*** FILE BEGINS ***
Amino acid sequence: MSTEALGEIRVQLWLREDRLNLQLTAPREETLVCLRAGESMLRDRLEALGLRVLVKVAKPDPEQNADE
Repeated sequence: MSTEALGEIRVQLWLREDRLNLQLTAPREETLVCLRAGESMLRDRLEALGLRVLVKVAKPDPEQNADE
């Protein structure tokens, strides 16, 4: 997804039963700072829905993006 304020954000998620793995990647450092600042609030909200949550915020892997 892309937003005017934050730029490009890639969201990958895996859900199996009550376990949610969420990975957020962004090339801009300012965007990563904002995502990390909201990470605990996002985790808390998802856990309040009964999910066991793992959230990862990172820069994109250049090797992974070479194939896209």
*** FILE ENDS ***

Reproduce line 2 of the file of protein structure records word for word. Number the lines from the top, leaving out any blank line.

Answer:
Repeated sequence: MSTEALGEIRVQLWLREDRLNLQLTAPREETLVCLRAGESMLRDRLEALGLRVLVKVAKPDPEQNADE